Stocks fell back in thin trading on the Tokyo Stock Exchange on Wednesday, with investors refraining from active trading ahead of major events overseas.
The 225-issue Nikkei average lost 108.10 points, or 0.52 percent, to end at 20,556.54. Tuesday, the key market gauge edged up 15.64 points.
The Topix index of all first-section issues finished down 6.33 points, or 0.41 percent, at 1,550.76, after rising 1.58 points the previous day.
After getting off to a firmer start, the market came under pressure of position-squaring selling by investors who were waiting to see the outcomes of the U.S. Federal Reserve’s policy-setting meeting ending later in the day and the ministerial-level trade talks between the United States and China in Washington through Thursday, traders said.
“Few investors boosted trading today,” said Yutaka Miura, senior technical analyst at Mizuho Securities Co.
Players found it difficult to move before watching reactions of Wall Street and the currency market to the Fed’s Federal Open Market Committee meeting, he added.
Ahead of the start of the two-day FOMC meeting, speculation grew that Fed policymakers would discuss slowing or ending the U.S. central bank’s move to shrink its balance sheet.
Yoshihiko Tabei, chief analyst at Naito Securities Co., said investors may continue sitting on the fence this week, pointing out that major economic indicators are scheduled to be released Friday, such as the U.S. government’s jobs data for January.
A market source noted that if some progress is announced after the U.S.-China trade talks, including an agreement to hold a summit, it will likely trigger stock buying.
Falling issues overwhelmed rising ones 1,730 to 351 in the TSE’s first section, while 47 issues were unchanged.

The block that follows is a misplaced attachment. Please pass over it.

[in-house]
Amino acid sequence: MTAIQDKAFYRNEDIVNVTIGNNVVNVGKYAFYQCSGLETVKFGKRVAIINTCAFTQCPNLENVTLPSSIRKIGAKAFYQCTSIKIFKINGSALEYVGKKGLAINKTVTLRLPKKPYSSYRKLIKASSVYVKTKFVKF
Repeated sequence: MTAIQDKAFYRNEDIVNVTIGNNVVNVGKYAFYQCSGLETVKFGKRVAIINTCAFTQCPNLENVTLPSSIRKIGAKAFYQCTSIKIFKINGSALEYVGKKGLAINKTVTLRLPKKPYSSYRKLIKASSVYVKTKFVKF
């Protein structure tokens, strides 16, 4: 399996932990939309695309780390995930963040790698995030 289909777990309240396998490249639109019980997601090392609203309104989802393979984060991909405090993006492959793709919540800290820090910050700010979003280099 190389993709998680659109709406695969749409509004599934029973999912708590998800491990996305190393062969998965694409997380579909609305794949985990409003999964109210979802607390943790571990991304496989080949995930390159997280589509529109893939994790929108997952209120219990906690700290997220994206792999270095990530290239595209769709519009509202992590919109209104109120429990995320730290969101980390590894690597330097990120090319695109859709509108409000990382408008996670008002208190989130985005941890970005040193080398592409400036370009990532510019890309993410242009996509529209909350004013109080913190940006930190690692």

Volume increased to 1.44 billion shares from 1.18 billion shares Tuesday.
Daiwa Securities Group Inc. tumbled 6.22 percent after the company announced disappointing consolidated earnings for April-December on Tuesday.
Akebono Brake Industry Co. plunged 18.22 percent following its announcement Wednesday morning that the major auto parts maker’s request for the start of alternative dispute resolution, or ADR, procedures for out-of-court business reconstruction was accepted.
Other major losers included clothing retailer Fast Retailing Co. and automaker Suzuki Motor Corp.
By contrast, electronic parts makers related to Apple Inc. gained ground as the U.S. technology giant’s sales forecast for January-March, released Tuesday, fell within market expectations. Taiyo Yuden Co. jumped 4.23 percent and Murata Manufacturing Co. rose 2.57 percent.
Shin-Etsu Chemical Co. gained 2.07 percent thanks to its brisk earnings in April-December.
In index futures trading on the Osaka Exchange, the key March contract on the Nikkei average slumped 20 points to end at 20,610.